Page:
“I think the natives saw you coming out of the lagoon, one dawn. For you say that you swim. Wonderful! The water, dripping from you, must have looked like pearls. Do you know what? You’re some sea goddess and you’re only fooling us.”
He opened his eyes, to behold hers large with wonder.
“And you saw all that in your mind?”
“It wasn’t difficult. You yourself supplied the details. All I had to do was to piece them together.”
“But I never told you how the natives fished.”
“Perhaps I read of it somewhere.”
“Still, you forgot something.”
“What did I forget?”
“The breathless days and the faded, pitiless sky. Nothing to do; nothing for the hands, the mind, the heart. To wait for hours and hours for the night! The sea empty for days! You forgot the monotony, the endless monotony, that bends you and breaks you and crushes you—you forgot that!”
Her voice had steadily risen until it was charged with passionate anger. It was his turn to express astonishment. Fire; she was full of it. Pearls in the dawn light, flashing and burning!
“You don’t like your island?”
“I hate it!... But, there!”—weariness edging in. “I am sorry. I shouldn’t talk like that. I’m a poor nurse.”
“You are the most wonderful human being I ever saw!” And he meant it.
She trembled; but she did not know why. “You mustn’t talk any more; the excitement isn’t good for you.”
Drama. To get behind that impenetrable curtain, to learn why she hated her island. Never had he been so intrigued. Why, there was drama in the very dress she wore! There was drama in the unusual beauty of her, hidden away all these years on a forgotten isle!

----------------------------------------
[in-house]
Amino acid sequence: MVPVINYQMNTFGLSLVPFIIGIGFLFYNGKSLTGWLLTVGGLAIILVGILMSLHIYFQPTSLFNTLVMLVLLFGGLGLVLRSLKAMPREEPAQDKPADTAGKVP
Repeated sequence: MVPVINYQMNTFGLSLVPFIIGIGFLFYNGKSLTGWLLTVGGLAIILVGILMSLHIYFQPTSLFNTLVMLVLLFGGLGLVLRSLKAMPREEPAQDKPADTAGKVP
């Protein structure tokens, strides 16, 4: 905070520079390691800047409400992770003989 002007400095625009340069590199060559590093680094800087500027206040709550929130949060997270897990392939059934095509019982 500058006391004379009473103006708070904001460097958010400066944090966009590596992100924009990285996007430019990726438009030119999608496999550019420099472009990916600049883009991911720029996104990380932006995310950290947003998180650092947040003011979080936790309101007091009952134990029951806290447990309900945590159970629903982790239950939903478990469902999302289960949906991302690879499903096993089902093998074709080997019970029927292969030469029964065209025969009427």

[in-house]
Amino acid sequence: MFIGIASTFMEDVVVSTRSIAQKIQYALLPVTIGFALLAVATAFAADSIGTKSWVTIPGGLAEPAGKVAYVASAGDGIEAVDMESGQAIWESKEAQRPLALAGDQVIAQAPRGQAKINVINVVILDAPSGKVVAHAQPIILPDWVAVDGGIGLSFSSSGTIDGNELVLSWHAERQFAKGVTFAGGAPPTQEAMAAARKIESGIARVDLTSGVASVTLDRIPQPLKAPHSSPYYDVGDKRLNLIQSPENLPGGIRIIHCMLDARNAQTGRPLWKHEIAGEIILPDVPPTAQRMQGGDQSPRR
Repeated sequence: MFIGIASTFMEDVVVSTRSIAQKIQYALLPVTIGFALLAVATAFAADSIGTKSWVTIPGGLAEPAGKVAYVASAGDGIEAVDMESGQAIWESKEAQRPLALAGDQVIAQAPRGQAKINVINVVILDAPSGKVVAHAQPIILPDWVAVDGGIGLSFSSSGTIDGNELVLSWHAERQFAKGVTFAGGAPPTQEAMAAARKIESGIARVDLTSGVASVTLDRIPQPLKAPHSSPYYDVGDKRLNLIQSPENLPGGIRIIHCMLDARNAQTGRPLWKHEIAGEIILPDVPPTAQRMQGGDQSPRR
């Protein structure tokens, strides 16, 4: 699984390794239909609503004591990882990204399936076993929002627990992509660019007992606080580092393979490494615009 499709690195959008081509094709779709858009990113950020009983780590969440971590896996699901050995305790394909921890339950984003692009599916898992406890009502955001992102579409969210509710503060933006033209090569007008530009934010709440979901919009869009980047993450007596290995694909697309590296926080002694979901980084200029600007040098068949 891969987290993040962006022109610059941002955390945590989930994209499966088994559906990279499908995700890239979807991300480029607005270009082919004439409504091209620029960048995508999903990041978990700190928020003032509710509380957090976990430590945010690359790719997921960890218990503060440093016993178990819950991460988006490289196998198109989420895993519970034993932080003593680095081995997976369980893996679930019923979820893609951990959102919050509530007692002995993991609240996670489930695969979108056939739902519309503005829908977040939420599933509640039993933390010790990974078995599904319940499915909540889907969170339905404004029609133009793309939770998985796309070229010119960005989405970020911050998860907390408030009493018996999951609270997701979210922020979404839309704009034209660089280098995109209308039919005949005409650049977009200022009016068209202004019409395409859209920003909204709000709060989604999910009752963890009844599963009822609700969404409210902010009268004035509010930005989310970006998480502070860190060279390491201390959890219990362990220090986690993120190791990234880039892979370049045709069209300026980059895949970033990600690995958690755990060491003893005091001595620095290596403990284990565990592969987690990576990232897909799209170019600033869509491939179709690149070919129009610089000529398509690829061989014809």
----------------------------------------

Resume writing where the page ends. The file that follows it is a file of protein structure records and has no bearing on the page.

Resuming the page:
“You’ve been lonely, too.”
“You mustn’t talk.”
He ignored the command. “To be lonely! What is physical torture, if someone who loves you is nigh? But to be alone ... as I am!... yes, and as you are! Oh, you haven’t told me, but I can see with half an eye. With nobody who cares ... the both of us!”
He was real in this moment. She was given a glimpse of his soul. She wanted to take him in her arms and hush him, but she sat perfectly still. Then came the shock of the knowledge that soon he would be going upon his way, that there would be no one to depend upon her; and all the old loneliness came smothering down upon her again. She could not analyse what was stirring in her: the thought of losing the doll, the dog, and the cat. There was the world besides, looming darker and larger.
“What would you like most in this world?” he asked. Once more he was the searcher.
“Red apples and snow!” she sent back at him, her face suddenly transfixed by some inner glory.
“Red apples and snow!” he repeated. He returned figuratively to his bed—the bed he had made for himself and in which he must for ever lie. Red apples and snow! How often had these two things entered his thoughts since his wanderings began? Red apples and snow!—and never again to behold them!